Failure types in Distributed Systems
As mentioned above, problems in system operation happen on a regular basis. Here is a summary of the translation of Jeff Dean , a chief engineer at Google:
In Google’s data center, each year a cluster will happen about 1000 machine failures, thousands of hard drive failures, an average power failure causes about 500-1000 servers to crash in around 6 hours. In addition, an average of 5 racks will malfunction, losing half of the packets being transmitted, affecting about 5% of servers at any given time.
Because the problem occurs so often, the heritage systems need to have a mechanism to automatically handle it when a bad situation is encountered, because it is not always possible for people to intervene in a timely manner. To solve this problem, we need to understand what types of problems the system may encounter.
Each physical computer may, for a variety of reasons, experience a problem in its operation. These incidents are divided into several main categories:
- Fail-stop : This is the type of problem that causes the process on the machine to stop working (stop calculating and transmitting). The cause of this problem can be caused by a crash (software error, operating system error …), hardware failure, or external causes (eg power outage). This is the most common type of problem, so when people talk about ‘failure’ without mentioning anything more it is often implied this type of problem. Most of the algorithms developed in DS deal with this type of problem.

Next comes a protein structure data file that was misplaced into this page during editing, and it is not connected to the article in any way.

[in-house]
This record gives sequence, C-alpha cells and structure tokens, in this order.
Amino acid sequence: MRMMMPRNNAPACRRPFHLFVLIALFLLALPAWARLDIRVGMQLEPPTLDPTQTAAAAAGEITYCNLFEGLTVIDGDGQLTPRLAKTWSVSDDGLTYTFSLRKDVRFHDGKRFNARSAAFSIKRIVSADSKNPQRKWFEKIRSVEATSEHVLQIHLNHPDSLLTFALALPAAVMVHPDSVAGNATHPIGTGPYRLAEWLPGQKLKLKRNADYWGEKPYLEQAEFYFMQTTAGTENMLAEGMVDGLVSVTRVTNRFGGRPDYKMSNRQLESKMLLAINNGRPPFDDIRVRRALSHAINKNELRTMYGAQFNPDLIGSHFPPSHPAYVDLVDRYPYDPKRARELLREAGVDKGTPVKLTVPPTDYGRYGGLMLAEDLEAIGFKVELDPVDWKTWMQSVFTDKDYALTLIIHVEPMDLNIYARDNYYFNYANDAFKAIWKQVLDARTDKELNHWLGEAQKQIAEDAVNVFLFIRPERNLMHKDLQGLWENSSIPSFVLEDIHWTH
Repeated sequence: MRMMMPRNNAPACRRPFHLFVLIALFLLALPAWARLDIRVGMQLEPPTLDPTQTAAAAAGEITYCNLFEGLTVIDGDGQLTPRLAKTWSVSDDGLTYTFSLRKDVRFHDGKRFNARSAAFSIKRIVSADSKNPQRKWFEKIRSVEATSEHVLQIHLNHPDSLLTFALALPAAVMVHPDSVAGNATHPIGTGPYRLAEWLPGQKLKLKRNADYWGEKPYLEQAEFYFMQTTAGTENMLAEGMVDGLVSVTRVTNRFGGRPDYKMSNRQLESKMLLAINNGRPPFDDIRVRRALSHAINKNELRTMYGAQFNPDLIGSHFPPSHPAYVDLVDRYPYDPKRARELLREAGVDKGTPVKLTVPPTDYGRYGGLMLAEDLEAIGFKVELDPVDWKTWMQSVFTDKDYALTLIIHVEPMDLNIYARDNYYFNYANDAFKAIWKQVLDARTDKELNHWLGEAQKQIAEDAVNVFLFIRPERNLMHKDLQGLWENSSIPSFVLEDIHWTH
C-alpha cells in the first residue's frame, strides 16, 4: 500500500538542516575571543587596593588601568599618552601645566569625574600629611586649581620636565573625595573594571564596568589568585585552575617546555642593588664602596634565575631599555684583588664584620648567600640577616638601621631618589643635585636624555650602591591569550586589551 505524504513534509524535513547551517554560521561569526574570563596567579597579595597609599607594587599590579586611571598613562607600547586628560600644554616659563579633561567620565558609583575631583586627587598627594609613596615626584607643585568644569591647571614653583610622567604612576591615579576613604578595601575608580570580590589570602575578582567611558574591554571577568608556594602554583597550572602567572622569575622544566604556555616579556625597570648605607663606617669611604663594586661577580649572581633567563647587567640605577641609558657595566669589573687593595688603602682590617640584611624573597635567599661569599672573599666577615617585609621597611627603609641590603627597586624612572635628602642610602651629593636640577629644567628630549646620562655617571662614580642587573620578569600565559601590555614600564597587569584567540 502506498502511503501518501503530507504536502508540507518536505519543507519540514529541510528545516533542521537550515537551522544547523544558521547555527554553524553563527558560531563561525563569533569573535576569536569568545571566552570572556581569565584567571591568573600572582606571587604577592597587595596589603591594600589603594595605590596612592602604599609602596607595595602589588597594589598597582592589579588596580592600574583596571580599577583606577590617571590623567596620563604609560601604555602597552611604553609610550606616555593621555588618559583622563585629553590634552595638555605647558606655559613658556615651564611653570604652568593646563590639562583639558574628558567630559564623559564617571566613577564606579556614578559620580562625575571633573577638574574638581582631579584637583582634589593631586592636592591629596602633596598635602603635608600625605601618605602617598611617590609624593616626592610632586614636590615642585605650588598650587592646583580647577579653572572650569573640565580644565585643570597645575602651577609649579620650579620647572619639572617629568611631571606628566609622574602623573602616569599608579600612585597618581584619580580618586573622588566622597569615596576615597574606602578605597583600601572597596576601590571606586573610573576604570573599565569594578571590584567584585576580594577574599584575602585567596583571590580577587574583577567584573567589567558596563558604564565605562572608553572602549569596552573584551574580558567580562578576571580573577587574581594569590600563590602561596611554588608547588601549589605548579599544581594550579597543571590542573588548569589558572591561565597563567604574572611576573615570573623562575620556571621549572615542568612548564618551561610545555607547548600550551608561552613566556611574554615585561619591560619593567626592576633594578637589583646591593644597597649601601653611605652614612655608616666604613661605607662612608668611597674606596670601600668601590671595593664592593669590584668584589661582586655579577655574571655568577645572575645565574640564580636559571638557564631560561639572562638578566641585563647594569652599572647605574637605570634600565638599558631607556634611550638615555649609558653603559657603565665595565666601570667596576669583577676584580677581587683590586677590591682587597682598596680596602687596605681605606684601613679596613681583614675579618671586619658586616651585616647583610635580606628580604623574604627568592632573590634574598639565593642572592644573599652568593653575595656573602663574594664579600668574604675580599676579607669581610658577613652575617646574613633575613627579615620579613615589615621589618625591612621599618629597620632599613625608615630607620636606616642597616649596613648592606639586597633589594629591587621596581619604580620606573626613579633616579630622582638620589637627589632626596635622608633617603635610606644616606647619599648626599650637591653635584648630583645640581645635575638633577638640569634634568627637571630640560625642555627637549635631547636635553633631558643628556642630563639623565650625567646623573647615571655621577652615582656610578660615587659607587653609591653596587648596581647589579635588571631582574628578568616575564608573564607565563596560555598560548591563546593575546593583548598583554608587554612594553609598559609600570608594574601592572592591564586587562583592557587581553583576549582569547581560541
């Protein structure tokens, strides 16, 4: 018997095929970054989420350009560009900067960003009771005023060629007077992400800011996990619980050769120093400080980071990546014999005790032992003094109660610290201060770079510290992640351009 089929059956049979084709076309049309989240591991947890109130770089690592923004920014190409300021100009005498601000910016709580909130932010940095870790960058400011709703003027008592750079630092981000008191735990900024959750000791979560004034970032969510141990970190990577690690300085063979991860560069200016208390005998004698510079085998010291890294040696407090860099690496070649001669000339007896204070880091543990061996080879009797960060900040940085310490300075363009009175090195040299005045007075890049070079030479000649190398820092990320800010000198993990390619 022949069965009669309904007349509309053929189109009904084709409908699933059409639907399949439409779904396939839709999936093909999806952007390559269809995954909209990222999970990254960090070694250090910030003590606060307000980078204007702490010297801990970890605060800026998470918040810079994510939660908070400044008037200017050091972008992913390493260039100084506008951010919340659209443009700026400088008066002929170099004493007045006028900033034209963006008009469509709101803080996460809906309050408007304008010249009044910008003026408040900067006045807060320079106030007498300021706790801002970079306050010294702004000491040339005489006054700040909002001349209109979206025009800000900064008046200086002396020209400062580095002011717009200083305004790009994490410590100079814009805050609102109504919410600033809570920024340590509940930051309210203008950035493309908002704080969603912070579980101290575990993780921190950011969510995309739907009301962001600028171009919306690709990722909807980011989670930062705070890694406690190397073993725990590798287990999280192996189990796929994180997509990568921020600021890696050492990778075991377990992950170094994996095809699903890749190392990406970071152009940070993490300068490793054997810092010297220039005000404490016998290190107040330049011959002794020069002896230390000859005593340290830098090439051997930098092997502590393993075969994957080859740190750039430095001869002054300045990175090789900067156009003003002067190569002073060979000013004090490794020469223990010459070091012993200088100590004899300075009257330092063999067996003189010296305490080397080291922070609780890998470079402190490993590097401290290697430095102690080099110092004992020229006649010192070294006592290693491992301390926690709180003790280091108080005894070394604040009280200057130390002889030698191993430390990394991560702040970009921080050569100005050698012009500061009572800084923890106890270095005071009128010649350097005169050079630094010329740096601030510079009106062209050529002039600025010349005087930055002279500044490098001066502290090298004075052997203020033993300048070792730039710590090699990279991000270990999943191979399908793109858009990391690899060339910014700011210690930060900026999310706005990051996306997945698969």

- Fail-recover : The process may stop working for a certain time, but then resume the activity again. The cause of this type of problem may be due to the machine automatically reboot for some reason. Often when it comes to this type of problem, it is assumed that the machine has the ability to store information on the hard drive and recover it after the problem occurs.